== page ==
This very large group of dedicated agents provocateurs rode through one of the villages in the valley, and when they tried to get on highway 90, which runs the length of Judea and Samaria alongside the Jordan River, they encountered Israeli soldiers and border policemen who demanded their return to the village, because the activists had not coordinated their trip with security forces.
It should be noted that, for security reasons, Palestinian traffic on highway 90 is curbed and monitored by several checkpoints. This is part of Israel’s overall effort to prevent unceasing Palestinian attempts to attack Jewish targets both within and outside the “green line.”
It should also be noted that, as the ISM itself states this plainly, it is their mission to open up those road blocks, so that “the Palestinian popular resistance,” e.g. the Islamist Jihad and Al Fatah, be able to renew their attacks on Jewish targets.
Now you understand what the clash at the entrance to highway 90 was all about.
According to the Deputy Commander of the Valley Brigade, Lt.-Col. Shalom Eisner, the event, in which IDF soldiers were trying to block the passage of 250 cyclists, lasted about two hours, only a few minutes of which are shown in the video.
Once told they could not proceed, Eisner said, “the activists tried to block the Jordan Valley road. We were the last vestige between them and the highway, and the protesters tried to pass us again and again, even though we insisted and explained to them that they are forbidden to break into a military zone.”
At some point during that two-hour event, an ISM agent attacked Eisner, and broke two of his fingers. Take a look at the way the Israeli officer is holding his weapon, and you’ll realize he is actually responding to a dangerous demonstrator, rather than attacking him unprovoked. He was provoked and then some.
“I’ve learned my lesson from the incident and will never again be dragged into provocation,” Eisner told Ma’ariv, “but you must understand the whole situation, in which we were trying for two hours to stop lawbreakers. I simply did my job.”
So far, this is a tale of two opposing groups, each attempting to perform the task it had been assigned by its bosses: the ISM were trying to push through the IDF checkpoint, and the IDF was working very hard, and, considering the event lasted two hours, with considerable self-restraint, to block their advance.
Now comes the part where on the Israeli side the bosses lose their grip and throw their dedicated soldiers under the bus.
Of all the official reactions to the incident, the only sane and responsible one came from the IDF Spokesperson’s office. It’s no wonder – they’re paid to respond professionally and calmly. Their statement said: “This is a grave incident. The Head of Central Command, Maj. Gen. Nitzan Alon, has ordered that a thorough and serious inquiry be conducted. The inquiry will look into the circumstances that preceded the events documented in the video as well as the serious incident that is seen in the film. Lessons will be learned and proper steps will be taken.”
Some 200 residents of settlements in the Benjamin region, in central Judea and Samaria, rallied Sunday night on Route 465, in protest of the new access road being paved to serve Rawabi, the modern urban center of the planned Palestinian state.
Led by Rosh ha’Moa’atza (County Clerk) Avi Roeh, the Jewish residents arrived at the work site to demonstrate against connecting the existing and the new roads. They were joined by Likud activists.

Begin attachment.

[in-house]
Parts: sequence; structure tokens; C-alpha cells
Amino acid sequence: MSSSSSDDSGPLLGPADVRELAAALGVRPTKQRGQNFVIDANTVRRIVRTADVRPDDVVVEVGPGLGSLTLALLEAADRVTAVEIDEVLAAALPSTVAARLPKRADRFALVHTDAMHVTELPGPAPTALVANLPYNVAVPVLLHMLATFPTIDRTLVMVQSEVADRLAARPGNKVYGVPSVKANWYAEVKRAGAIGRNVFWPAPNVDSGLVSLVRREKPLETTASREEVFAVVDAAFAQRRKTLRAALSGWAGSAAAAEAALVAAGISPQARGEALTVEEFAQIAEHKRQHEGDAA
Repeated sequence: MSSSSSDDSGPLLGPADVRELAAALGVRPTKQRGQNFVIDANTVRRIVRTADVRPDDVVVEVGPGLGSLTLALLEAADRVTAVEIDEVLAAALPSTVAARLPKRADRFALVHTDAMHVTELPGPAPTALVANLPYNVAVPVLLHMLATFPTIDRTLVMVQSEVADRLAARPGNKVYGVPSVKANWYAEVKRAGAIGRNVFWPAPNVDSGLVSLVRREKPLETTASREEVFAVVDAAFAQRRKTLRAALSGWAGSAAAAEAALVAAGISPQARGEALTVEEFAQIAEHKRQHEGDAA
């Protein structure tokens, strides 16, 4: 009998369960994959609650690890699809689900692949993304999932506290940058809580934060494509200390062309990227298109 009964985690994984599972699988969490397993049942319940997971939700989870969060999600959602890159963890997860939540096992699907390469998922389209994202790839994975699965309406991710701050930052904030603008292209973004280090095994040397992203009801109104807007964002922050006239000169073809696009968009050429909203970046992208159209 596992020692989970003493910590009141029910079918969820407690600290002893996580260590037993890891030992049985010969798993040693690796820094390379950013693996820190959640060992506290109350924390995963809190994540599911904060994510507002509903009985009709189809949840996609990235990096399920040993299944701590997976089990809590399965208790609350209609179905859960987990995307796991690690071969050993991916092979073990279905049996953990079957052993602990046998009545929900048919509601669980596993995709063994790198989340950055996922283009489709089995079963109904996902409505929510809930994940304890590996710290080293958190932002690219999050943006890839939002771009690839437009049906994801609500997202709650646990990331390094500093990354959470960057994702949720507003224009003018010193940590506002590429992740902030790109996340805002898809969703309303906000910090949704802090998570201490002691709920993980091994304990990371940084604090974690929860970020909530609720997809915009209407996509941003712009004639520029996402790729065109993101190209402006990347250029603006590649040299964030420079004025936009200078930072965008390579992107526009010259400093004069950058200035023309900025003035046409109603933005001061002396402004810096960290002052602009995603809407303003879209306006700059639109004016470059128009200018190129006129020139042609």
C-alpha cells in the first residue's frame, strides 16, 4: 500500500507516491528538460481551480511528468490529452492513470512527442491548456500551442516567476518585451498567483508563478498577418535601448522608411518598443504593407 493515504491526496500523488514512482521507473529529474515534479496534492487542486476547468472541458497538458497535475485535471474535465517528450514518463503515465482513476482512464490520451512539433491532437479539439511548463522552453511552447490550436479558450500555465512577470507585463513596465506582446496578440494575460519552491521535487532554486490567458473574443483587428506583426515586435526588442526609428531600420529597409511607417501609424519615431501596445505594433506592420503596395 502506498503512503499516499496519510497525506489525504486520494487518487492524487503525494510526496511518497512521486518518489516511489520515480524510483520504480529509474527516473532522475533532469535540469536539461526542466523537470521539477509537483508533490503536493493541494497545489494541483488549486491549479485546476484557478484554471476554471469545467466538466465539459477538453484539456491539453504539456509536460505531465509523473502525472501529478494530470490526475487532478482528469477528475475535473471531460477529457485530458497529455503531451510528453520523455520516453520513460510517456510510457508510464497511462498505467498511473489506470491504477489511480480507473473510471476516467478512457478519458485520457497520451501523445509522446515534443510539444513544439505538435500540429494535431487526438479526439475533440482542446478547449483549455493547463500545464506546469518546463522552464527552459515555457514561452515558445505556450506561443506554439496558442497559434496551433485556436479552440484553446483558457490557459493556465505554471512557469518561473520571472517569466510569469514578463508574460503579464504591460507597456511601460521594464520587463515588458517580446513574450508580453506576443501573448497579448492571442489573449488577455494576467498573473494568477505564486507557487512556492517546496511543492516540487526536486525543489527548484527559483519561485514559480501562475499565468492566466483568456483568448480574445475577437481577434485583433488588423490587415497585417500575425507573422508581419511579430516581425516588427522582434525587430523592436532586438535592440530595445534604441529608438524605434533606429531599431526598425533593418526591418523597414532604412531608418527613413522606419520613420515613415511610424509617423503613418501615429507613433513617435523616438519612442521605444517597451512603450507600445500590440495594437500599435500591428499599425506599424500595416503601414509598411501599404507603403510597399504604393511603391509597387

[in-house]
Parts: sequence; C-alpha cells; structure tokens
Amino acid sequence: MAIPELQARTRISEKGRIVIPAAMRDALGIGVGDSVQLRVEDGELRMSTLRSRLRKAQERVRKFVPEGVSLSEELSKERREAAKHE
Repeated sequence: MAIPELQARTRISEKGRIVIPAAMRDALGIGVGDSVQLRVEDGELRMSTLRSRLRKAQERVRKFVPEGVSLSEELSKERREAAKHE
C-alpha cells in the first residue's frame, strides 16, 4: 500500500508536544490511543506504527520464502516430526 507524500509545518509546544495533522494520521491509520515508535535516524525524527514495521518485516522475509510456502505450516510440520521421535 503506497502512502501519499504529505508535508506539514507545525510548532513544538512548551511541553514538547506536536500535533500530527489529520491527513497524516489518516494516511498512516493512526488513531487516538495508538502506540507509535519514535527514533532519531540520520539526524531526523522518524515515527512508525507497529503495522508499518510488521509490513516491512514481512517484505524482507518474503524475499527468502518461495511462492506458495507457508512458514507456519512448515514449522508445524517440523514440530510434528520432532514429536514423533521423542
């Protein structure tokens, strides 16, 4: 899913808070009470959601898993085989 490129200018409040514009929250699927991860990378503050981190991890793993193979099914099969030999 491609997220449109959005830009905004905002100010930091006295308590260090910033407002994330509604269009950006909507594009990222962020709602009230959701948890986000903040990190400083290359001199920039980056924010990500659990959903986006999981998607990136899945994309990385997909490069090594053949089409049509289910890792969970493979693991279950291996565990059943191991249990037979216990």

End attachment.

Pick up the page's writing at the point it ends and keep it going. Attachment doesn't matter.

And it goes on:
“Rawabi was born in sin,” Itzik Shadmi, chairman of the residents committee of Benjamin Region, told Ma’ariv. “It was planned deliberately in a location that would create a contiguous Arab settlement to serve the additional Arab state in the heart of Eretz Israel. It also affects environmental quality and Israel’s mountain aquifer (underground water table).”
The road that will connect the Arab city of Ramallah to Rawabi runs south to north, and halfway through it crosses highway 465, the cross-Benjamin highway, the central access road to Ateret and Halamish.in West Benjamin.
In the future a tunnel will be dug at this junction, to allow Palestinians to drive under Route 465. But for the time being, the Ramallah-Rawabi road will connect directly to highway 465, which will become part of Ramallah-Rawabi for a mile and a half.
A member of the Benjamin residents’ committee explained that the entry and exit of vehicles to Palestinians from Highway 465 is done only with road signs and no traffic lights at the junction. “We know the wild manner of driving of many of the Palestinians,” he said. “Put them here on the road, and they’ll turn it into a major traffic artery, with us as moving targets on the highway.”
Jewish settlers fear another security aspect of heavy Palestinian traffic on the road. “It could be a major Palestinian event, or a funeral, causing serious traffic jams, and then if an Israeli vehicle is stuck inside a Palestinian convoy, it could end with very unpleasant consequences,” the source suggested.
Rawabi (“The Hills” in Arabic) is the first Palestinian planned city in Judea and Samaria, located near Ramallah and Bir Zeit. The master plan for the city calls for constructing 10,000 homes in six neighborhoods with a population of 40,000.
Over the course of two years, before construction began, the developers bought private property from 2,000 families living in Canada, Iraq, Spain, Kuwait, Britain, Portugal and Italy. The source of the city’s water supply is not yet clear, with the most obvious solution being hooking it up to Mekorot, the Israeli water utility, via the settlement of Ateret.
The Palestinian website The Electronic Intifada accused Bashar Masri, the Palestinian businessman and CEO of the company developing the “Rawabi luxury real estate project in the occupied West Bank,” of “actively helping Israel deepen its hold on the Palestinian economy despite his earlier claims that he is trying to help end this relationship.” This because “a dozen Israeli companies have been contracted to take part in the construction of Rawabi.”